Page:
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Multifactorial nature of male nocturia.
Urology. 2006 Mar; 67(3):541-4.U

Abstract

OBJECTIVES

To conduct a prospective study to determine the causes of nocturia in men.

METHODS

The study included 41 male patients (mean age 72.5 years) bothered by nocturia (two or more micturitions per night). Eleven asymptomatic young men (mean age 28.4 years) were enrolled as a control group. All completed a 3-day voiding diary. Daytime and nighttime urine samples were collected to determine osmolality and sodium and potassium levels. Urodynamic studies were performed for all patients with nocturia to evaluate for bladder outlet obstruction using the International Continence Society definition. Polysomnography was performed on selected patients to detect sleep apnea.

RESULTS

The average nighttime voiding frequency was 3.9 in the patients with nocturia. Nocturnal polyuria (NP) was found in 34 (82.9%) of 41 patients. In these patients, the nighttime urinary sodium excretion was significantly greater than the daytime excretion, with lower nighttime urine osmolality. In contrast, nighttime and daytime sodium excretion was not significantly different in patients without NP, and greater nighttime urine osmolality was noted in the patients without NP and the control group. Of the 41 patients, 24 (58.5%) had a small nocturnal bladder capacity, with detrusor overactivity in 14 of 24 patients. Eighteen patients (43.9%) had both NP and a small nocturnal bladder capacity. Another 18 patients had bladder outlet obstruction and NP. Two patients had sleep apnea.

CONCLUSIONS

Our observations have shown that a significant contributor to male nocturia is NP, which results from a disordered diurnal rhythm of sodium excretion and other unknown factors causing nocturnal urinary dilution. However, male nocturia can also be secondary to a combination of factors. Detailed workup is necessary to elucidate all causes.

Authors+Show Affiliations

Division of Urology, Department of Surgery, Taipei Veterans General Hospital, Taipei, Taiwan.No affiliation info availableNo affiliation info availableNo affiliation info available

Pub Type(s)

Journal Article

Language

eng

PubMed ID

16527575

Citation

Chang, Shyh-Chyi, et al. "Multifactorial Nature of Male Nocturia." Urology, vol. 67, no. 3, 2006, pp. 541-4.
Chang SC, Lin AT, Chen KK, et al. Multifactorial nature of male nocturia. Urology. 2006;67(3):541-4.
Chang, S. C., Lin, A. T., Chen, K. K., & Chang, L. S. (2006). Multifactorial nature of male nocturia. Urology, 67(3), 541-4.
Chang SC, et al. Multifactorial Nature of Male Nocturia. Urology. 2006;67(3):541-4. PubMed PMID: 16527575.
* Article titles in AMA citation format should be in sentence-case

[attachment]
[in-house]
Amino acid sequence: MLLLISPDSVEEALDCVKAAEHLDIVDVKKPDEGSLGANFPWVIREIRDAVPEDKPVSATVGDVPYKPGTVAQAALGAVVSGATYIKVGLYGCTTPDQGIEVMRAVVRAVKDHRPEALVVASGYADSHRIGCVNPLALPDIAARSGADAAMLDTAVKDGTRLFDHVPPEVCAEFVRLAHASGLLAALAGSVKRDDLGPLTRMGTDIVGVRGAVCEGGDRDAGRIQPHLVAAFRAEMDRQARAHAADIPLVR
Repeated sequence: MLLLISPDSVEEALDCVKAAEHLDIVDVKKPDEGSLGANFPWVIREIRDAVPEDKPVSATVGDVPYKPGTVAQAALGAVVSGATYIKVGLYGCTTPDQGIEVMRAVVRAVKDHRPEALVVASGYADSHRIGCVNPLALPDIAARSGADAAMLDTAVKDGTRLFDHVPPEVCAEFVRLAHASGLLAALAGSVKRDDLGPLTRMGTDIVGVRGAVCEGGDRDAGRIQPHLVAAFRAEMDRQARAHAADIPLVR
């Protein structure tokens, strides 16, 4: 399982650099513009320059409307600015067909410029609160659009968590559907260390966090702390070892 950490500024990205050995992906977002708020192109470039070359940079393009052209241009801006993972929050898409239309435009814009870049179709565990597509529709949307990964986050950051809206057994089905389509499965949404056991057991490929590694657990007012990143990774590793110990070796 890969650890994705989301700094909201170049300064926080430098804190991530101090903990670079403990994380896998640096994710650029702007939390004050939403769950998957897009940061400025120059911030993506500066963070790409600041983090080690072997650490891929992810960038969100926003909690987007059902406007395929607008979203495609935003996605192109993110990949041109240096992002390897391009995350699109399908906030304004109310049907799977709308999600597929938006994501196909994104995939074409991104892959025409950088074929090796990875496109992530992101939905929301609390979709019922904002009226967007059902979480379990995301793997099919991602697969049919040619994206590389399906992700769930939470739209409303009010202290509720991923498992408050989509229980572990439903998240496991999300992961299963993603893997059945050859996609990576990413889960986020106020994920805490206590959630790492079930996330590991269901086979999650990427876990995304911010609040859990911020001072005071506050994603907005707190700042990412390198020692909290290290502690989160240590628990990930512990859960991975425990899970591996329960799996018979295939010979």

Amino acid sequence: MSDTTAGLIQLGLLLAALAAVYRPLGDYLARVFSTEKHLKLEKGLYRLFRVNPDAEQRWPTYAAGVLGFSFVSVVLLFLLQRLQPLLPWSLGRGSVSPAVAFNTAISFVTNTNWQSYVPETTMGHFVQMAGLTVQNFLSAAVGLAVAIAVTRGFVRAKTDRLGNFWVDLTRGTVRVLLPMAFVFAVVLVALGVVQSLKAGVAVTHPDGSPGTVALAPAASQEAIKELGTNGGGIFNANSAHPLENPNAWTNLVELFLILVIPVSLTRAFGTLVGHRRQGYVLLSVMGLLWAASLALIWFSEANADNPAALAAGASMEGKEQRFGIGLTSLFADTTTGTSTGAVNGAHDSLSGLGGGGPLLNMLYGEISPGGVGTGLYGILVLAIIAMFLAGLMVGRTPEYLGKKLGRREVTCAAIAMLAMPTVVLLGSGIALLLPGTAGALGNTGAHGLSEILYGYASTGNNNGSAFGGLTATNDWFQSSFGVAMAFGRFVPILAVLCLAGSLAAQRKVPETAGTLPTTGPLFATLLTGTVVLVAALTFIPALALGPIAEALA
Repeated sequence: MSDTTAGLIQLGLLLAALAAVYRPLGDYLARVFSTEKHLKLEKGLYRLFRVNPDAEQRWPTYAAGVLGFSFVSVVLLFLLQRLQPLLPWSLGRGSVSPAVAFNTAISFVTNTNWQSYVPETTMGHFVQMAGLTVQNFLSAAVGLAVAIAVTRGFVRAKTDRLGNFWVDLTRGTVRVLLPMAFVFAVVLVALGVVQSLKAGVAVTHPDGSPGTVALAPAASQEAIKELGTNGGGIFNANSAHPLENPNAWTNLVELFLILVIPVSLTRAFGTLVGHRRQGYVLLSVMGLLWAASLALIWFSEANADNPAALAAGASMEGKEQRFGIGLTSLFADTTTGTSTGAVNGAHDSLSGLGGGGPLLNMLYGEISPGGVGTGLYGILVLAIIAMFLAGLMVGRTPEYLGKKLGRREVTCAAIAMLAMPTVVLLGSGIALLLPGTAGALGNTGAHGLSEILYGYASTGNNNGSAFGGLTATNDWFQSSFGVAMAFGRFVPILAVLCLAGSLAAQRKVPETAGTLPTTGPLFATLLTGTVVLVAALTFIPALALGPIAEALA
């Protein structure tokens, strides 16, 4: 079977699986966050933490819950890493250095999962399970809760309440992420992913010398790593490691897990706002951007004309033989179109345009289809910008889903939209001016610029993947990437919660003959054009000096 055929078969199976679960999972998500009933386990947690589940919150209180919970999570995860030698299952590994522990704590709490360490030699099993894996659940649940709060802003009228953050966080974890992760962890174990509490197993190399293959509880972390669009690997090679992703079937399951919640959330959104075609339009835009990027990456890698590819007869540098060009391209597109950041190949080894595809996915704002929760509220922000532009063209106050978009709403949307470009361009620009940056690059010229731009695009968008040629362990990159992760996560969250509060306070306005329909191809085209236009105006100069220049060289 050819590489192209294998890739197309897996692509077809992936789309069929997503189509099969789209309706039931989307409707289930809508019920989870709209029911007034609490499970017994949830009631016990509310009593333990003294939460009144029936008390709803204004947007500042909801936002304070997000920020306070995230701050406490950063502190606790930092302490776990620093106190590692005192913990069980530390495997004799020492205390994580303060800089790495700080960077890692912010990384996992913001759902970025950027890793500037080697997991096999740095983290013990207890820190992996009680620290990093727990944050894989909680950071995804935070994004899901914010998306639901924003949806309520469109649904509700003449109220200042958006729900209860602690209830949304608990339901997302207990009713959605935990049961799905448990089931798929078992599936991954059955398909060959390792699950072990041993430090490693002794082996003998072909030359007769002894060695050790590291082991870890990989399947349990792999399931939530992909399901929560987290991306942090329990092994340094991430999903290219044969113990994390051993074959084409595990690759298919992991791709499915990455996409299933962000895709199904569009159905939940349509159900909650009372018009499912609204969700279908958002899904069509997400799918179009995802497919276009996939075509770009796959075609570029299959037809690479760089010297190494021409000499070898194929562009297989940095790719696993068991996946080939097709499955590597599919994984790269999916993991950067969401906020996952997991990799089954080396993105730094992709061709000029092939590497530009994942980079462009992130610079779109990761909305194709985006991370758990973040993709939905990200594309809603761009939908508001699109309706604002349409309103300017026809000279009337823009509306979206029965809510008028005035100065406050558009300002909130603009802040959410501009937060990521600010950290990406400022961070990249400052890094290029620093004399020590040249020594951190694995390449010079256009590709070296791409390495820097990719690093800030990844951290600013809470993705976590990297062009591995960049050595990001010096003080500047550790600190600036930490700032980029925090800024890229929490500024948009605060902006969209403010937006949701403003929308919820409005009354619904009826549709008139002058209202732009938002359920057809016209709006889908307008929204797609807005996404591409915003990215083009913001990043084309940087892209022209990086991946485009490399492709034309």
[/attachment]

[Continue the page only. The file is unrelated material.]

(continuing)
TY - JOUR T1 - Multifactorial nature of male nocturia. AU - Chang,Shyh-Chyi, AU - Lin,Alex T L, AU - Chen,Kuang-Kuo, AU - Chang,Luke S, PY - 2005/05/01/received PY - 2005/08/26/revised PY - 2005/09/26/accepted PY - 2006/3/11/pubmed PY - 2006/4/28/medline PY - 2006/3/11/entrez SP - 541 EP - 4 JF - Urology JO - Urology VL - 67 IS - 3 N2 - OBJECTIVES: To conduct a prospective study to determine the causes of nocturia in men. METHODS: The study included 41 male patients (mean age 72.5 years) bothered by nocturia (two or more micturitions per night). Eleven asymptomatic young men (mean age 28.4 years) were enrolled as a control group. All completed a 3-day voiding diary. Daytime and nighttime urine samples were collected to determine osmolality and sodium and potassium levels. Urodynamic studies were performed for all patients with nocturia to evaluate for bladder outlet obstruction using the International Continence Society definition. Polysomnography was performed on selected patients to detect sleep apnea. RESULTS: The average nighttime voiding frequency was 3.9 in the patients with nocturia. Nocturnal polyuria (NP) was found in 34 (82.9%) of 41 patients. In these patients, the nighttime urinary sodium excretion was significantly greater than the daytime excretion, with lower nighttime urine osmolality. In contrast, nighttime and daytime sodium excretion was not significantly different in patients without NP, and greater nighttime urine osmolality was noted in the patients without NP and the control group. Of the 41 patients, 24 (58.5%) had a small nocturnal bladder capacity, with detrusor overactivity in 14 of 24 patients. Eighteen patients (43.9%) had both NP and a small nocturnal bladder capacity. Another 18 patients had bladder outlet obstruction and NP. Two patients had sleep apnea. CONCLUSIONS: Our observations have shown that a significant contributor to male nocturia is NP, which results from a disordered diurnal rhythm of sodium excretion and other unknown factors causing nocturnal urinary dilution. However, male nocturia can also be secondary to a combination of factors. Detailed workup is necessary to elucidate all causes. SN - 1527-9995 UR - https://www.unboundmedicine.com/medline/citation/16527575/Multifactorial_nature_of_male_nocturia_ L2 - https://linkinghub.elsevier.com/retrieve/pii/S0090-4295(05)01392-0 DB - PRIME DP - Unbound Medicine ER -